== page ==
News Release

Seismic surveys using fin whale songs

Peer-Reviewed Publication

American Association for the Advancement of Science (AAAS)

Fin whale song - one of the strongest animal calls in the ocean - can be used as a seismic source for probing the structure of Earth's crust at the seafloor, researchers report. While the novel method produces lower-resolution results compared to the high-energy air-gun signals commonly used in seismic ocean surveys, the abundant and globally available fin whale calls could complement and enhance seismic studies where conventional techniques cannot be used. Surveying the structure of the ocean crust often requires powerful seismic waves. This is most commonly done using ship-based air-guns, which generate explosive, high-decibel pulses. Although effective, these blasts are among the loudest human-made sounds in the ocean and are potentially harmful to ocean life. However, fin whale songs, which can be as loud as large ships and last for hours, occur at frequencies known to travel well through the ocean floor, and are often captured by the ocean-bottom seismometer (OBS) stations used to record and monitor earthquake activity. Here, Václav Kuna and John Nábelek show that not only do OBS recordings capture the whale songs but, the powerful sound waves these songs produce reverberate and refract through the layers of rock beneath the station. Kuna and Nábelek analyzed a total of six fin whale songs recorded by OBS stations off the coast of Oregon and found that they were able to use the signals to constrain the thickness and seismic velocity of the oceanic sediment and the basaltic basement, as well as the P-wave velocity of the lower crust underlying the stations. "More generally, our study demonstrates that animal vocalizations are useful not only for studying the animals themselves but also for investigating the environment that they inhabit," write the authors.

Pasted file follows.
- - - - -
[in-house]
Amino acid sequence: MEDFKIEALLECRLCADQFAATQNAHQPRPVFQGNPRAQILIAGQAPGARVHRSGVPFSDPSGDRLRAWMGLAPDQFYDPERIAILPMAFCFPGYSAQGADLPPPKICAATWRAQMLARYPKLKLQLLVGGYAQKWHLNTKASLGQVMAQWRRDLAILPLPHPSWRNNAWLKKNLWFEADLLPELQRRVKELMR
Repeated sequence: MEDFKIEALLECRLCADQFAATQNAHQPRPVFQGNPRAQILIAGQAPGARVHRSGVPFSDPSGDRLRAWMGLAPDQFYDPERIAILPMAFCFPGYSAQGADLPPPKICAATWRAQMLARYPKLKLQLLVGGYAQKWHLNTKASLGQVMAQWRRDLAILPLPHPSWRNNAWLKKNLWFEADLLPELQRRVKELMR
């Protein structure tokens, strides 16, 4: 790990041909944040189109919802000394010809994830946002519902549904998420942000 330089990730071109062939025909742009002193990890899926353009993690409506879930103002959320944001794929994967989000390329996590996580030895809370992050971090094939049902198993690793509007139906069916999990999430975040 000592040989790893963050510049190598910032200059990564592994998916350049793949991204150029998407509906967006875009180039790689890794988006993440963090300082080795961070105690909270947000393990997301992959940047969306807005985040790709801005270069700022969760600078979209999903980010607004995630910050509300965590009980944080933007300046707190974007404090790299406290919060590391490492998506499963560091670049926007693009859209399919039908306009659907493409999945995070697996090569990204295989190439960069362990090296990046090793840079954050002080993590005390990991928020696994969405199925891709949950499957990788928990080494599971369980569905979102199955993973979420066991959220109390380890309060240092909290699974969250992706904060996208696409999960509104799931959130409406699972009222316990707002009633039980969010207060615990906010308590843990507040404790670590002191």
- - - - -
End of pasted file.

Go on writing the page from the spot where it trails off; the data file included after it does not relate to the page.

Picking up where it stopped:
For reporters interested in trends, a February 2020 Review in Science addressed how the rapidly changing soundscape of modern oceans impacts marine life worldwide.


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